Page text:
Golf: First Tee - Pate and a rerun of the Shore thing

HAD BERNARD Gallacher been behind the wheel when he heard that Ben Crenshaw, the United States Ryder Cup captain, had named Steve Pate as one of his wild cards, the Scotsman's car would probably have left the road. Pate was a central figure in possibly the most notorious Ryder Cup match in history, the so-called War On The Shore at Kiawah Island, South Carolina, in 1991. Some of the American players, in a reference to the Gulf War, wore, amongst other things, army caps during play.

There were, in fact, casualties before a shot was fired in anger. En route to the pre-match gala dinner in Charleston, three limousines were involved in a crash and Pate was hurt. Not as badly as Gallacher, the European captain, and his team who had to endure an NBC video purporting to be a celebration of the Cup but which featured not a single British or European player.

Going into the singles on the final day with the match all square at 8-8, Gallacher was delighted with a draw which had Seve Ballesteros against Pate and David Gilford against the anonymous Wayne Levi. At 8.15am on the final day, Gallacher was assured everyone was playing. At 8.30 he discovered that Pate had withdrawn. "I was never officially informed," Gallacher said. "I just heard it second hand."

Gallacher had put Gilford's name in an envelope as the European who would be withdrawn in the event of any American not being able to play. Gilford and Pate went down on the score sheet as a halved match while Ballesteros played Levi. Pate's withdrawal (he had a bruised hip although he played in the fourballs) had as crucial a bearing on the match as Bernhard Langer's missed putt on the 18th against Hale Irwin in the final singles. The US won the singles 61/2-51/2 and the match 141/2-131/2.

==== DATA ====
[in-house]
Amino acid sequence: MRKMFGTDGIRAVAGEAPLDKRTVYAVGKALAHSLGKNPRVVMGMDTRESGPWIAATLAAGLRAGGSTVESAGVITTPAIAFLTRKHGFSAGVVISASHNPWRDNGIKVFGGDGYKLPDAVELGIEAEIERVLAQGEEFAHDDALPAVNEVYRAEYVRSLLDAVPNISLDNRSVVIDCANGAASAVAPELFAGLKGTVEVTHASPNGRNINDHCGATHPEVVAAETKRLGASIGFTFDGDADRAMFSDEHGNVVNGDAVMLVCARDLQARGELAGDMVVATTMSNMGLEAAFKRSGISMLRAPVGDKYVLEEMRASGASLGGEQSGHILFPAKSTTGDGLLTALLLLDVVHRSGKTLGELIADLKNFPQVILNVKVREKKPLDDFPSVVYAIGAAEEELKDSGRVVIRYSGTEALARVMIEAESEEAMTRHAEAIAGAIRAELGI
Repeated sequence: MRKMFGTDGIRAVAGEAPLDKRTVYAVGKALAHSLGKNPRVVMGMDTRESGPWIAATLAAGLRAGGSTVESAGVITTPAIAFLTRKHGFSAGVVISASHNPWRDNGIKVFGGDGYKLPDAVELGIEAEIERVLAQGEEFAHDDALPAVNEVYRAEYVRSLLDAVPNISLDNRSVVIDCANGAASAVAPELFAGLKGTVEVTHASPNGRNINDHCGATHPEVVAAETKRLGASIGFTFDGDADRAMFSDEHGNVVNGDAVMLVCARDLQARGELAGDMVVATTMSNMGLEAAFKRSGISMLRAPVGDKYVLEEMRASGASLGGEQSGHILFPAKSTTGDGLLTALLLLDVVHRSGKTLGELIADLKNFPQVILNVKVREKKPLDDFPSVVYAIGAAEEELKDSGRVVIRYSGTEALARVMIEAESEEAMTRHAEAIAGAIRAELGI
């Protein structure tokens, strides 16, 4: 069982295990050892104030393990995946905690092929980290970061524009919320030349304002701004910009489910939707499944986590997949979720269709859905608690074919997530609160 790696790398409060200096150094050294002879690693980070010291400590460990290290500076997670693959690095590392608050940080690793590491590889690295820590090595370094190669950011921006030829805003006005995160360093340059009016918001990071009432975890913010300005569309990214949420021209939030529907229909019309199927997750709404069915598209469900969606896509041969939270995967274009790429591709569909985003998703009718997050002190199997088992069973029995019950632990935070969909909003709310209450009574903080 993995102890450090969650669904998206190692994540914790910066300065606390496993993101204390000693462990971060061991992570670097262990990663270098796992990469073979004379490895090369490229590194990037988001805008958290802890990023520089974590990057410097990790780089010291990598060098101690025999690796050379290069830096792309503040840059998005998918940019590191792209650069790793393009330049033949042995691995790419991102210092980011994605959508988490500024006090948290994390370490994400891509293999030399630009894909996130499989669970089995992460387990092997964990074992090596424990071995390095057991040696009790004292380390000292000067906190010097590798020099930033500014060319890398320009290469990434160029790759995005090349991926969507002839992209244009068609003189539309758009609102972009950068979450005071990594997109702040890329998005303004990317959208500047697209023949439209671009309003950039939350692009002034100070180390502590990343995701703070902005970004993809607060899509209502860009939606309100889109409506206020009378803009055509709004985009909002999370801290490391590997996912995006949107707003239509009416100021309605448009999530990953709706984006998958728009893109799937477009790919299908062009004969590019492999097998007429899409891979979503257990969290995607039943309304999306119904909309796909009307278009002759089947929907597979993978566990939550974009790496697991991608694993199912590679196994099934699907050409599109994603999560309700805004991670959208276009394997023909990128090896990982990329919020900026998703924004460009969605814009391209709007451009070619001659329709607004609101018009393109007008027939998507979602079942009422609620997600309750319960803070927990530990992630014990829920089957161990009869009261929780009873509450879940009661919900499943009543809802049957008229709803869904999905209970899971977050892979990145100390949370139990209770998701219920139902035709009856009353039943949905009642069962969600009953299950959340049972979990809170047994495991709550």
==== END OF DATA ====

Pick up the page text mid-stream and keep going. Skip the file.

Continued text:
Dave Stockton, the US captain, was presented with the cup by Dan Quayle, the US vice-president. "That annoyed me, as had the Gulf War scenario during the week," Gallacher said, "and I reminded Dan Quayle that Europe had had servicemen killed in the Gulf too. He looked a bit bemused."

We trust that for the match at The Country Club in Brookline, Massachusetts, next month Pate, whose nickname is Volcano because of a volatile temperament, will be wearing a seatbelt when he attends the gala tea party in Boston.

A word to the unwise

BEN CRENSHAW was under pressure from his peers, including Mark O'Meara, to pick Pate. O'Meara called Crenshaw last week to remind him that Pate had finished third in the 1988 US Open at Brookline. Nobody has reminded Mark James, Europe's captain, that Nick Faldo was runner-up in the same US Open.

Faldo's only chance of making the team is if James, who announces the 12 this evening in Munich, picks him, but the wild cards are likely to go to Jesper Parnevik and Bernhard Langer. Faldo has been mounting a PR campaign for his inclusion but it ran into trouble after he finished down the field in the US PGA at Medinah last week.

"Well," said Julian Tutt of the BBC, "a score of 75 hasn't done much for your Ryder Cup cause has it?"